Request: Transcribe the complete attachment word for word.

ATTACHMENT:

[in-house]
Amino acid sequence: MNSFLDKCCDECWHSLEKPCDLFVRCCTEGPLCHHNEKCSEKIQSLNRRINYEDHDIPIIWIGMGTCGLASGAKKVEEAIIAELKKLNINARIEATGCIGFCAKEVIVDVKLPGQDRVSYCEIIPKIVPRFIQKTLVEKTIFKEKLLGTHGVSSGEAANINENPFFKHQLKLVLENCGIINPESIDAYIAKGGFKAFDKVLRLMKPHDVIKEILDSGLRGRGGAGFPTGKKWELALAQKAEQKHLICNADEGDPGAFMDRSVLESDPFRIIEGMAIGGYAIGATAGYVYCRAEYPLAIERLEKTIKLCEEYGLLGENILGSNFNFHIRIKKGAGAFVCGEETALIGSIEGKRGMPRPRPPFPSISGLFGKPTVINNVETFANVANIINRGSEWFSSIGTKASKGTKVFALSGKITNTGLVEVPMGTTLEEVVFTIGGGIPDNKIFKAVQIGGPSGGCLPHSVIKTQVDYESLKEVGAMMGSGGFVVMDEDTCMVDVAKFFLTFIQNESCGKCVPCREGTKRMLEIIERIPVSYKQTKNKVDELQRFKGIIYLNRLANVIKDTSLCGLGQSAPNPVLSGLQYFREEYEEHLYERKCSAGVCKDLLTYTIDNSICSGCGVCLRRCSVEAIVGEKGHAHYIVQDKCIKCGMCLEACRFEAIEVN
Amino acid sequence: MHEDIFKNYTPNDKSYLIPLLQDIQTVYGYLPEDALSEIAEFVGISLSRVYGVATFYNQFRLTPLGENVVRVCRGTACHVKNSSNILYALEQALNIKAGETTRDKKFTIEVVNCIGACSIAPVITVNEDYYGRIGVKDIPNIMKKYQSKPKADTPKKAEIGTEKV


[in-house]
Amino acid sequence: MNSFLDKCCDECWHSLEKPCDLFVRCCTEGPLCHHNEKCSEKIQSLNRRINYEDHDIPIIWIGMGTCGLASGAKKVEEAIIAELKKLNINARIEATGCIGFCAKEVIVDVKLPGQDRVSYCEIIPKIVPRFIQKTLVEKTIFKEKLLGTHGVSSGEAANINENPFFKHQLKLVLENCGIINPESIDAYIAKGGFKAFDKVLRLMKPHDVIKEILDSGLRGRGGAGFPTGKKWELALAQKAEQKHLICNADEGDPGAFMDRSVLESDPFRIIEGMAIGGYAIGATAGYVYCRAEYPLAIERLEKTIKLCEEYGLLGENILGSNFNFHIRIKKGAGAFVCGEETALIGSIEGKRGMPRPRPPFPSISGLFGKPTVINNVETFANVANIINRGSEWFSSIGTKASKGTKVFALSGKITNTGLVEVPMGTTLEEVVFTIGGGIPDNKIFKAVQIGGPSGGCLPHSVIKTQVDYESLKEVGAMMGSGGFVVMDEDTCMVDVAKFFLTFIQNESCGKCVPCREGTKRMLEIIERIPVSYKQTKNKVDELQRFKGIIYLNRLANVIKDTSLCGLGQSAPNPVLSGLQYFREEYEEHLYERKCSAGVCKDLLTYTIDNSICSGCGVCLRRCSVEAIVGEKGHAHYIVQDKCIKCGMCLEACRFEAIEVN
Amino acid sequence: MHEDIFKNYTPNDKSYLIPLLQDIQTVYGYLPEDALSEIAEFVGISLSRVYGVATFYNQFRLTPLGENVVRVCRGTACHVKNSSNILYALEQALNIKAGETTRDKKFTIEVVNCIGACSIAPVITVNEDYYGRIGVKDIPNIMKKYQSKPKADTPKKAEIGTEKV